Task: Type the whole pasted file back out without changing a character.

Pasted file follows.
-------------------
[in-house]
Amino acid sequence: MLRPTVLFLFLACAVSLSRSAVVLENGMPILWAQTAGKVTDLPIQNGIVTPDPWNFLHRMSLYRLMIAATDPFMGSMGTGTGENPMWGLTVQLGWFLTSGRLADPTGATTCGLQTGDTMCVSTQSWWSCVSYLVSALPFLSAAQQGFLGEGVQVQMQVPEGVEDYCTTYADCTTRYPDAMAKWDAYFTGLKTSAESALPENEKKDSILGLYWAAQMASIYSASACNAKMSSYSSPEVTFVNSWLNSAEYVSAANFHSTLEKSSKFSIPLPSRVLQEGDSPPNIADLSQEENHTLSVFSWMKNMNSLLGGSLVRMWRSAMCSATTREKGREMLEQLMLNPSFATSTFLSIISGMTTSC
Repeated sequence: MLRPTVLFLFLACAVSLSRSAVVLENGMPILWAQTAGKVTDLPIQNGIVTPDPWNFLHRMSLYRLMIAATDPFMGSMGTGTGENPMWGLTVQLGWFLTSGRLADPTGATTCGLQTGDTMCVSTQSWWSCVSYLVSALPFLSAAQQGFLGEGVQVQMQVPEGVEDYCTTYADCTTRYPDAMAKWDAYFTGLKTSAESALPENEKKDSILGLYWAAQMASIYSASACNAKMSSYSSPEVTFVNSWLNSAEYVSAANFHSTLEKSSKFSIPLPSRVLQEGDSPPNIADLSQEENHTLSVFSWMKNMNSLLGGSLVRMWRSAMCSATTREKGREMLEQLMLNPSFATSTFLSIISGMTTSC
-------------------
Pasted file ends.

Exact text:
[in-house]
Amino acid sequence: MLRPTVLFLFLACAVSLSRSAVVLENGMPILWAQTAGKVTDLPIQNGIVTPDPWNFLHRMSLYRLMIAATDPFMGSMGTGTGENPMWGLTVQLGWFLTSGRLADPTGATTCGLQTGDTMCVSTQSWWSCVSYLVSALPFLSAAQQGFLGEGVQVQMQVPEGVEDYCTTYADCTTRYPDAMAKWDAYFTGLKTSAESALPENEKKDSILGLYWAAQMASIYSASACNAKMSSYSSPEVTFVNSWLNSAEYVSAANFHSTLEKSSKFSIPLPSRVLQEGDSPPNIADLSQEENHTLSVFSWMKNMNSLLGGSLVRMWRSAMCSATTREKGREMLEQLMLNPSFATSTFLSIISGMTTSC
Repeated sequence: MLRPTVLFLFLACAVSLSRSAVVLENGMPILWAQTAGKVTDLPIQNGIVTPDPWNFLHRMSLYRLMIAATDPFMGSMGTGTGENPMWGLTVQLGWFLTSGRLADPTGATTCGLQTGDTMCVSTQSWWSCVSYLVSALPFLSAAQQGFLGEGVQVQMQVPEGVEDYCTTYADCTTRYPDAMAKWDAYFTGLKTSAESALPENEKKDSILGLYWAAQMASIYSASACNAKMSSYSSPEVTFVNSWLNSAEYVSAANFHSTLEKSSKFSIPLPSRVLQEGDSPPNIADLSQEENHTLSVFSWMKNMNSLLGGSLVRMWRSAMCSATTREKGREMLEQLMLNPSFATSTFLSIISGMTTSC